If you live in L.A. — or any other sprawling city besides New York — you are well
aware that a set of wheels is a necessity. But if the latest It bag is the biggest splurge you've ever made, you also know that buying yourself a new whip can be quite daunting. After all, by Kelley Blue Book’s estimation
, the average price for a car in the U.S. last month was $33,340 — more than millennial women in this country typically make in a year
As if you needed another obstacle, the selection of vehicle options is practically endless: Millions of new cars roll into American car lots every single year, and car salespeople can seem like intimidating auto overlords behind high dealership doors. But don't fret. The good news is that hopeful car owners have it better than ever before — and it's time to get educated and empowered!
“It used to be that you had to go to the dealer to get any information at all about a car. It was specifically designed that way because once you were there, you could be pressured to buy a car,” says Philip Reed, senior consumer advice editor at Edmunds. But thanks to the web, that's all changed.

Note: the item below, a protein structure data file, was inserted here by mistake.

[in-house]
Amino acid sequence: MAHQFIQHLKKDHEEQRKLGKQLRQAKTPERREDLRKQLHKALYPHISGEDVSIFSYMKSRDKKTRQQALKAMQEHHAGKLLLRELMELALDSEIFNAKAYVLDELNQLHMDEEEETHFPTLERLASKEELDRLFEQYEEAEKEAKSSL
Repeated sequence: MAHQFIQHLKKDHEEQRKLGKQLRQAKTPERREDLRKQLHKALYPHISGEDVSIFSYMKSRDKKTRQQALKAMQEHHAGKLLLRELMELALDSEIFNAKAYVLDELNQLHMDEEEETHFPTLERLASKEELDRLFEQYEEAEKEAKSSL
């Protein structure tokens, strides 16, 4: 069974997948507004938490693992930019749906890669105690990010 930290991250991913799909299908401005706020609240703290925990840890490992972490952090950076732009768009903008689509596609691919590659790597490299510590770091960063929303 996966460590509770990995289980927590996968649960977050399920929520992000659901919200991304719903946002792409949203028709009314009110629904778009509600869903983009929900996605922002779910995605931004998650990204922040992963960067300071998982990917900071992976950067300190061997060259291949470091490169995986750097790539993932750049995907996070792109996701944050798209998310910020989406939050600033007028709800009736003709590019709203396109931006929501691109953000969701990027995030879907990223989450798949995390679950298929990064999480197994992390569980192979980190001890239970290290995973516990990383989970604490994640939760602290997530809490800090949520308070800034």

“The more research you can do ahead of time, the less pressure you are going to feel when you are in the dealership having to make a decision,” says Eric Lyman, vice president of industry insights at mobile auto marketplace TrueCar. And luckily for you, you've come to the right place for just that.
Ahead, Reed, Lyman, and other car experts provide a bounty of tips to guide you into the right lane.